OBSERVATIONS ON PLANTS in gardens. This attractive flowering shrub would not remain for long unnoticed in the wild, and not be transferred by cottagers to their gardens.

Tulipa silvestris, L. Wild Tulip. Meadows and orchards. One clump near the River Gipping at Sproughton, where it has been seen for several years. T h e sohtary flower produced most years is too attractive and soon gets picked (F.W.S.). Said to occur near Debenham (Miss B. CopingerHill). This is most likely the Snake's-head Fritillary, the locals all refer to this flower as the " Wild Tulip." Myrica gale, L. Bog Myrtle, Sweet Gale. Very local. Barnby Broad. Mr. P. J. "Burton informs us that the late Mr. Claude Morley used to visit the bushes at Barnby for a certain i n s e c t / b u t the keeper then burnt them down to keep naturalists away. Lakenheath (B.D.J. and R. G. Rutterford).




THE marshes of the Minsmere level, with the exception of one field on high ground on which the ruins of the first monastic house at Leiston stands, were all marsh grazings in 1939. 1;he level is divided by a wide ditch, the New Cut. T o the north of this ditch is an internal bank which now forms a central access through the Nature Reserve which has the old Minsmere river as lts southern boundarv. T h e land between the old river and the New Cut forms part of Eastbridge farm and the Lower Abbey farm and it is in this area that I propose to record the p l a n t l i f e which continued to change with altering conditions from 1947 to 1951. A part of the subject of plant ecology is the study of plants which appear and disappear with changes in conditions brought about by man's intervention or neglect. Whilst there are exceptions to most rules, it is true to say that most plants have a natural set of conditions in which they choose to thrive e.g., the flora of the heath enjoy poor acid conditions and will not naturally grow on heavy clay land of high fertility. Whilst I did not know Minsmere in 1939, my knowledge from examining marshes on the level which were not so senously affected, leads me to believe that the sward was made u p as follows : bents (Agrostis spp.), crested dog s tail (Cynosurus cristatus), perennial ryegrass (Lohum perenne), fescues (Festuca spp.), wild white clover (Trifolium repens), rush (Juncus spp.) and other typical marsh sward weeds.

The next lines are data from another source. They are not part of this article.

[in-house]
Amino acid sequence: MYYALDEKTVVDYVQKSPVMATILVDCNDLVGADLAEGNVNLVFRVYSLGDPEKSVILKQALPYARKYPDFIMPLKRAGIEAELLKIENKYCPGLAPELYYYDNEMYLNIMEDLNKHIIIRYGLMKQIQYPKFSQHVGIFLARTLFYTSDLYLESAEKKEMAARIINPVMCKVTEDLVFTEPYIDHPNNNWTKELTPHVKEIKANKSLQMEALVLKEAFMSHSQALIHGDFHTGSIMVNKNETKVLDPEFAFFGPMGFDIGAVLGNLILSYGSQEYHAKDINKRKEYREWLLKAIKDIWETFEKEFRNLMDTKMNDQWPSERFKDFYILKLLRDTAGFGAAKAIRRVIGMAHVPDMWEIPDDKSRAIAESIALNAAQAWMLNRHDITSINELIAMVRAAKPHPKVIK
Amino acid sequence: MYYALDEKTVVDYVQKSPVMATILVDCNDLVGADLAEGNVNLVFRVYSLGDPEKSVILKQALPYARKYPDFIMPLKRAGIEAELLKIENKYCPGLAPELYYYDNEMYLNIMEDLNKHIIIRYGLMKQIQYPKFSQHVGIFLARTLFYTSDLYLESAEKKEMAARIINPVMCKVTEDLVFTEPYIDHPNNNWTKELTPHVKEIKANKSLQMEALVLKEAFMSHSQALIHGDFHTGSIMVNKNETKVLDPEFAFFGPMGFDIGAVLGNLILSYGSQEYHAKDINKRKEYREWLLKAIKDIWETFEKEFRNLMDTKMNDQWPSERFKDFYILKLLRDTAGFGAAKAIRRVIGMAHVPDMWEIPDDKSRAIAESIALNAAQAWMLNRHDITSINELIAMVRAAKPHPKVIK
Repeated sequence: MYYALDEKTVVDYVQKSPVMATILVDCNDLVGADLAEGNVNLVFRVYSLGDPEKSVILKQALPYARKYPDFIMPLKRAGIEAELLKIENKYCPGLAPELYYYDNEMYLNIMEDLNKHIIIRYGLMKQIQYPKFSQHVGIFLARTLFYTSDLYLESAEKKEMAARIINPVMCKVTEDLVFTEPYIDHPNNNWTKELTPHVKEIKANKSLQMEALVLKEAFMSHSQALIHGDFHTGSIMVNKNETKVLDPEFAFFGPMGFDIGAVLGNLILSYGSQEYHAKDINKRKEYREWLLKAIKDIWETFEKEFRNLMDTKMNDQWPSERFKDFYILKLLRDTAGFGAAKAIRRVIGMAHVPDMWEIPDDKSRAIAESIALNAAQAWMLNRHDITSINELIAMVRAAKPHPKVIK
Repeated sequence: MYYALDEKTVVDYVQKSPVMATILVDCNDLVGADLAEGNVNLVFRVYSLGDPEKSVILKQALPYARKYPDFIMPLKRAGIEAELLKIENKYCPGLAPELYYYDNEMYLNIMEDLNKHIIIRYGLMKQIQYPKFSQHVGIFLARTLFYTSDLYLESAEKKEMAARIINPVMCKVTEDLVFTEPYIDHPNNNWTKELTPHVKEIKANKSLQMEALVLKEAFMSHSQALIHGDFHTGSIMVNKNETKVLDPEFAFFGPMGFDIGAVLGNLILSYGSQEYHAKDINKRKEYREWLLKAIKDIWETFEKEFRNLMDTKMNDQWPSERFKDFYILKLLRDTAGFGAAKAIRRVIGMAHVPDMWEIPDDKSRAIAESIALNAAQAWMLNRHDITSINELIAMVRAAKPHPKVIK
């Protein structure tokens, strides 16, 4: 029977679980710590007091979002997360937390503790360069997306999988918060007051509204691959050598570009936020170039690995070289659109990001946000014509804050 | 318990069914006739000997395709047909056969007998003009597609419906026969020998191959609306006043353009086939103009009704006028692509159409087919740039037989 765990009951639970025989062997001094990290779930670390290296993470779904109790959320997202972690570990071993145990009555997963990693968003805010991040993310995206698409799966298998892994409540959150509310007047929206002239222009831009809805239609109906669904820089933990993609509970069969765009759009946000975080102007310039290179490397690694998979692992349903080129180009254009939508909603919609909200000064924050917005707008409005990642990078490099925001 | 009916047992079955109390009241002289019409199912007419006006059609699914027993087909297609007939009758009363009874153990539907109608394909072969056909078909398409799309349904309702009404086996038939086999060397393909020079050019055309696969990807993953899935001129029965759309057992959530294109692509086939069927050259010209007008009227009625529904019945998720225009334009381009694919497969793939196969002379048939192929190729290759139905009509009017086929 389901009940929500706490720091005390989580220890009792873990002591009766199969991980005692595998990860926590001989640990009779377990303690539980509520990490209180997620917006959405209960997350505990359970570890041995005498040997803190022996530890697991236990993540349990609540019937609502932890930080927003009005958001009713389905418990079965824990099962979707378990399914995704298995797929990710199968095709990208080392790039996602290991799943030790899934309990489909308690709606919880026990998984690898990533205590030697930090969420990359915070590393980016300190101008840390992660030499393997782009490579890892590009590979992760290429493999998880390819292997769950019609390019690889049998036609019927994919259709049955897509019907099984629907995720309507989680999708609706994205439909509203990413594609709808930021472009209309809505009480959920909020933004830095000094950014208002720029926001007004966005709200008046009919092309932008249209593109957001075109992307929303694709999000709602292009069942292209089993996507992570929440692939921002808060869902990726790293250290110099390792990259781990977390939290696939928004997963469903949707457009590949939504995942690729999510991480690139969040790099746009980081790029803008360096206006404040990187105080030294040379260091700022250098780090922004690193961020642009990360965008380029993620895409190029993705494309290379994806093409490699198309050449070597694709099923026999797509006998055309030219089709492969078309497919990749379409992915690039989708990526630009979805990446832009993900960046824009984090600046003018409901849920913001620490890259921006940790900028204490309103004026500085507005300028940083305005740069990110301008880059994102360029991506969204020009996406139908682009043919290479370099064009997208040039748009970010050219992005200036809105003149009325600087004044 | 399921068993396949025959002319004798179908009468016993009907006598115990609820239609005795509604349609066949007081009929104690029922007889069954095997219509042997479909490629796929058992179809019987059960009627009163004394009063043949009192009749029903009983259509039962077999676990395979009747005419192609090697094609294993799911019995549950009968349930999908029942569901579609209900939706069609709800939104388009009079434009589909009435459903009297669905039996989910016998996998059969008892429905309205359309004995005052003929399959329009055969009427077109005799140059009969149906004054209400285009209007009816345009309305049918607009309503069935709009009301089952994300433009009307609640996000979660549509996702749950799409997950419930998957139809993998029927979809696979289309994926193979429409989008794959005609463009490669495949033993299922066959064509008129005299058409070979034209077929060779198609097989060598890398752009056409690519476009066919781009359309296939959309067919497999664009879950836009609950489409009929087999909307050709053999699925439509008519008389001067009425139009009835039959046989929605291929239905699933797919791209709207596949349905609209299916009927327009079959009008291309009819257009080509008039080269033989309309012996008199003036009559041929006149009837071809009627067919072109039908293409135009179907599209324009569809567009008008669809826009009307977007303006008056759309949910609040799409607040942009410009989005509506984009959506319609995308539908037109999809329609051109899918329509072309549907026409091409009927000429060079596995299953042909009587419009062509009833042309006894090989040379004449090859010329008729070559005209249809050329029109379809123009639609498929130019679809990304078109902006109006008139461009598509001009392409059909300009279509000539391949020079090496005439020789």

Observations on twenty plants  
Observations on twenty plants